Home Schooling Main Reason for Departures from Cedar Rapids Schools

By Meryn Fluker, Reporter

CEDAR RAPIDS, Iowa - It's no secret that students have been leaving the Cedar Rapids Community School District. On Monday, the school board finally got a glimpse of why.

At the board's regular meeting, Executive Administrator of Instructional Services Sandy Stephen presented the results of a survey gauging responses from 134 families whose children open enrolled out of the district for the 2011-12 school year. Their responses represent only a portion of the 1,334 students who live within the Cedar Rapids boundaries but opt to attend school in another district. Of those students, 504 open enroll in order to remain in their former school district and they were not surveyed further.

The number one reason why families open enroll to another district is the Marion Independent School District's Home School Assistance Program. Twenty percent of respondents cited it as their rationale. Convenience – such as proximity to work and home – was the second most popular explanation, which represented 17 percent of the responses. Size was the third most-frequent response at 13 percent, with half of those parents citing concerns about elementary classes being too big.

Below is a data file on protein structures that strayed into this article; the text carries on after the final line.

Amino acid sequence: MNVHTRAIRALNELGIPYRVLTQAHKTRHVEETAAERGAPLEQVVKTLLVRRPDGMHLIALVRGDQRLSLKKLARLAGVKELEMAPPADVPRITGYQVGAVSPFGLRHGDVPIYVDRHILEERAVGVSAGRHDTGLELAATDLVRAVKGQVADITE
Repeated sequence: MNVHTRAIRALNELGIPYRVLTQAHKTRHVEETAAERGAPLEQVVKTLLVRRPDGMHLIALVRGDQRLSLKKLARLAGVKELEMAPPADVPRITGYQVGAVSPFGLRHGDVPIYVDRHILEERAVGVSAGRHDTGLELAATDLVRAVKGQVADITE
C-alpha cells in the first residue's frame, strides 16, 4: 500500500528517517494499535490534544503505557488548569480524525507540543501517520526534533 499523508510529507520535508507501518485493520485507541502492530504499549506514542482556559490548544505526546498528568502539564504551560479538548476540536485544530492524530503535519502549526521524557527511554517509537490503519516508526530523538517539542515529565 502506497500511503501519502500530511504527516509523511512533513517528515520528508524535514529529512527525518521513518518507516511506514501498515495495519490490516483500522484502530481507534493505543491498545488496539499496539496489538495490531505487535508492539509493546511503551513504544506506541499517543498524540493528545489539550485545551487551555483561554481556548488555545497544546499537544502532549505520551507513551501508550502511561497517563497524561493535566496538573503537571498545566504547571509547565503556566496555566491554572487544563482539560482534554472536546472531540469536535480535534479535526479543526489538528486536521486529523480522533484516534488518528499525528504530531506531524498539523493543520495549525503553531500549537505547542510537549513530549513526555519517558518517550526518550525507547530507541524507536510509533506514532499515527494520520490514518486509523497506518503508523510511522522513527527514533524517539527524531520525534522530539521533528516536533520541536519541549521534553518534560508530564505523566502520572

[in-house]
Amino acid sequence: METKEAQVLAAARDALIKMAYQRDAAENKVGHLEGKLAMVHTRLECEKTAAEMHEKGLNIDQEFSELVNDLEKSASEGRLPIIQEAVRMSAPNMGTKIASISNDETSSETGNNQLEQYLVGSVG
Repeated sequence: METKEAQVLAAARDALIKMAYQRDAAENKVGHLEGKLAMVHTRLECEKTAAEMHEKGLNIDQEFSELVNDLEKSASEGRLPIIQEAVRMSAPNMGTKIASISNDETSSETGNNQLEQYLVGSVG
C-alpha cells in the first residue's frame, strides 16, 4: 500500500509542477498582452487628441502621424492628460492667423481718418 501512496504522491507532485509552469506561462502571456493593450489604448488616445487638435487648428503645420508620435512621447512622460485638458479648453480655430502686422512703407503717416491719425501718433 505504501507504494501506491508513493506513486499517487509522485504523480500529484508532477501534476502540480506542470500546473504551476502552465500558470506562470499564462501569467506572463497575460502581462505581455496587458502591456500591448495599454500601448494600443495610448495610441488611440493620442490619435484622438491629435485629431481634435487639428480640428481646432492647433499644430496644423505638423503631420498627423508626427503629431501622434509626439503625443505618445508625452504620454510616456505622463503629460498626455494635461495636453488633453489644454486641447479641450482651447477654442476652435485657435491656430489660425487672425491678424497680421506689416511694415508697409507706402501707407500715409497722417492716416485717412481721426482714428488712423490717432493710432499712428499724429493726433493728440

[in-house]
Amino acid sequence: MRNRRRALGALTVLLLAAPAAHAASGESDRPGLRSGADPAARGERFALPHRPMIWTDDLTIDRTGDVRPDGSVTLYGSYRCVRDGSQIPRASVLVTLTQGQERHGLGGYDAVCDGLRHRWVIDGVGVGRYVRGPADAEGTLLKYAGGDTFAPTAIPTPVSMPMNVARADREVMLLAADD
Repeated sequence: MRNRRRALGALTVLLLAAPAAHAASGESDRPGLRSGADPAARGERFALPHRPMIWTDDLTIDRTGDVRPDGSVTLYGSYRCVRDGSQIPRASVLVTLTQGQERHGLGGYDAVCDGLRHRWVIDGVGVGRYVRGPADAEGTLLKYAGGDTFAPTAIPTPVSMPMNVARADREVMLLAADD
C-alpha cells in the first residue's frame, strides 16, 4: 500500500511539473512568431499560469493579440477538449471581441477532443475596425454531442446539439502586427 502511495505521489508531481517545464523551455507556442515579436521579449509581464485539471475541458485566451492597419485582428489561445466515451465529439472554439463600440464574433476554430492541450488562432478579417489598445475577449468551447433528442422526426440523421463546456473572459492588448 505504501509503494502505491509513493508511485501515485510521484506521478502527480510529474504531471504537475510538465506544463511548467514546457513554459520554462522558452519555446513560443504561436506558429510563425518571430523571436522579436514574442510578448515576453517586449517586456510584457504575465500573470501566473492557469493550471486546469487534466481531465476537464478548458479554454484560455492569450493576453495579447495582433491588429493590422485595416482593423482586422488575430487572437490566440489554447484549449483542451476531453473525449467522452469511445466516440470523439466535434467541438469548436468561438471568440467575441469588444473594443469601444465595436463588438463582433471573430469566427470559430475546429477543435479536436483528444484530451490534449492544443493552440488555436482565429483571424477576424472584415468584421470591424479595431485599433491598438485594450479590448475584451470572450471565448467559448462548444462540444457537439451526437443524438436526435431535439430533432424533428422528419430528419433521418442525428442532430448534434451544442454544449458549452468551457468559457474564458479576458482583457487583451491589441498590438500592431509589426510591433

Of the surveyed families, 159 open enrolled into the Marion district and 132 selected to send their students to the Linn-Mar Community School District. College Community School District was the third largest pool of polled parents, with 75 families represented in the survey.

In the corridor, Cedar Rapids falls in the middle when it comes to open enrollment rates. With 10.77 percent and 8.1 percent respectively, the Marion and Linn-Mar districts have outward open-enrollment rates that trump Cedar Rapids' 5.56 percent. However, College Community's 4.24 percent and Iowa City's 2.99 percent are lower.

Multiple board members pushed better marketing and communication as ways to stop the bleeding.

"I have a tough time getting a handle on anything that we could do to effectively address open enrollment," said board member Gary Anhalt. "We could maybe do a better job with advertising some of the strong points we do have. There could be some misperception about some of the things that go on in our district ... I don't see any major efforts that we could do at this point."
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